Back in March of 2010, my business partners and I were sitting in a meeting with Cecile Bodor who heads the Saint Paul Department of Planning and Economic Development.  It was Cecile and her team that gave us the lead on the real estate that would eventually become Heartland's new location.

The first question she posed to us was, "How much money are you seeking from the city?"  I responded that we weren't seeking any money.  All we were asking for was the support of the Mayor's office in helping us navigate the numerous regulatory requirements and logistical obstacles that come with developing any commercial project in a large municipality such as Saint Paul.  I further explained that we were scheduled to close on the purchase of the real estate on April 15, and we had our general contractor scheduled to begin demolition on May 1.  Our plan was to continue to operate out of our old location until June 13, and then we would reopen in our new location on July 15.  I impressed upon her that our business would be bleeding money every day that we were not operating.  Besides that, we were concerned about how long our staff would be unemployed.  Our goal was to make sure that most of our team would be unemployed for no longer than two weeks.  We understood that taking on a project of the size we were proposing, located in a distressed property in a historic preservation district, would pose unique and considerable challenges when it came to regulatory and code compliance.  I explained that it was far more valuable to us to have our project supported through the various processes by the Mayor and the Department of Licensing and Inspections than it was to receive a grant or a loan from the city.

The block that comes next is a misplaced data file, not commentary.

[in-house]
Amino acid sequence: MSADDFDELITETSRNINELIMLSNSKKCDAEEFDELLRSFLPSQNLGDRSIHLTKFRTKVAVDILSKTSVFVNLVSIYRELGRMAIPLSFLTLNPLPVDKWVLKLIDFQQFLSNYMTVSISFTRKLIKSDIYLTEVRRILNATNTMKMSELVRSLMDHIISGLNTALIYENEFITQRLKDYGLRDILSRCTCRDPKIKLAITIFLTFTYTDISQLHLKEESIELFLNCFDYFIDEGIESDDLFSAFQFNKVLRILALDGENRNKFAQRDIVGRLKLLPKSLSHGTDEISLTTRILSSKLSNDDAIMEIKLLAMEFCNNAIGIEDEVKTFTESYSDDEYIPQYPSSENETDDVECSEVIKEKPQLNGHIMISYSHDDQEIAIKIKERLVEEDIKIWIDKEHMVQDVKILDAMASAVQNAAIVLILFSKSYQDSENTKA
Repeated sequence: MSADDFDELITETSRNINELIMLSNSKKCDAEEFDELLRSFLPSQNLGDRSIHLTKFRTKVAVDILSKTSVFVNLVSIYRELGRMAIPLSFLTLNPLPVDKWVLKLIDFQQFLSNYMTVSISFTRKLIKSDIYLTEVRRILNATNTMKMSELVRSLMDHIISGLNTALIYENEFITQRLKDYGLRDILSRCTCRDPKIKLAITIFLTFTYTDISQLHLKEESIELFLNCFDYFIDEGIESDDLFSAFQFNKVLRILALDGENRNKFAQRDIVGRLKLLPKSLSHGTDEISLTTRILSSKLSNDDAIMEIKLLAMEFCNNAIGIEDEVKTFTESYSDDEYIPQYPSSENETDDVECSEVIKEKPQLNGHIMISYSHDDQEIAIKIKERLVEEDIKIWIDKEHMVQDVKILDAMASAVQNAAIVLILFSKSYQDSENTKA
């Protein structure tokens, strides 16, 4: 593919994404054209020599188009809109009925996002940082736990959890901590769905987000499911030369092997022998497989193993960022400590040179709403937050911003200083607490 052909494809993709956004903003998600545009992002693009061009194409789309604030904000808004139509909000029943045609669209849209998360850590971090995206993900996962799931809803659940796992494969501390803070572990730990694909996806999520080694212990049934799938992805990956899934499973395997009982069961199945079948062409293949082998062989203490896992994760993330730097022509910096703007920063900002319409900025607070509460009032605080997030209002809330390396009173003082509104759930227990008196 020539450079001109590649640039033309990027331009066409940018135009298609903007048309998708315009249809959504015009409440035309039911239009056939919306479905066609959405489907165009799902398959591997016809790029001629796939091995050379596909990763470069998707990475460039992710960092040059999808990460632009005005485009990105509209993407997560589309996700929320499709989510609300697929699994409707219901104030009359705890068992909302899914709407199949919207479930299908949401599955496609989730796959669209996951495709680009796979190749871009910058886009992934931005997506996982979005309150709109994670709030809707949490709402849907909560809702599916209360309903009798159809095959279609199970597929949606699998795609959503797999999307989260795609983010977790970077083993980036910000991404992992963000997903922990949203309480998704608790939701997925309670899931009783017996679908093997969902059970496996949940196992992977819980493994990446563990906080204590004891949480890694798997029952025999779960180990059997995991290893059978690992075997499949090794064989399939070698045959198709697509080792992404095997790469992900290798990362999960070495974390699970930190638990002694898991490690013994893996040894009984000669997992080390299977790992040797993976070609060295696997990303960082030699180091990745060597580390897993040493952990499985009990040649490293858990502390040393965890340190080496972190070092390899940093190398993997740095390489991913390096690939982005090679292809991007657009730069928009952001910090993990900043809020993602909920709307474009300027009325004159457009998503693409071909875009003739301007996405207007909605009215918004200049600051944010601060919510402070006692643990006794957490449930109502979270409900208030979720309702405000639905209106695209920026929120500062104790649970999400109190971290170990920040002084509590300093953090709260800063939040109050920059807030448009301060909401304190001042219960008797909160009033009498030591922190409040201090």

As it turned out, things were a lot more complicated than we had anticipated.  Nonetheless, we received an enormous amount of support from almost every city entity we encountered.  Even when we ran up against a member of the city staff who was less than anxious to help us streamline our inspections and occupancy approvals, the response from the Mayor's office was always timely and effective.  As a result, we were able to reopen in our new location on July 27.  The one week delay we encountered was not unanticipated, and it it was through the support of the Mayor's office that we stayed so close to our schedule.  Financially, that assistance was nearly invaluable to us.

As a member of the Board of Directors of the Saint Paul Area Chamber of Commerce, I believe I am not overstating myself in saying that most of us in the Chamber very much appreciate and support Mayor Chris Coleman in his efforts to help grow Saint Paul's business community.  As a political moderate, he understands the needs of all of Saint Paul's citizens, including residents and business owners alike.  He has done a wonderful job of balancing neighborhood concerns with the practical necessities of establishing and running a succesful business in our city.  This is no easy task.  Not only must he negotiate his agenda with the City Council, but he must do so in such a way as to be fair and evenhanded.  I firmly believe that it is partially through his leadership in concert with the City Council that we have seen positive growth in our business community and a lessening of restrictions that have impeded such growth in the past.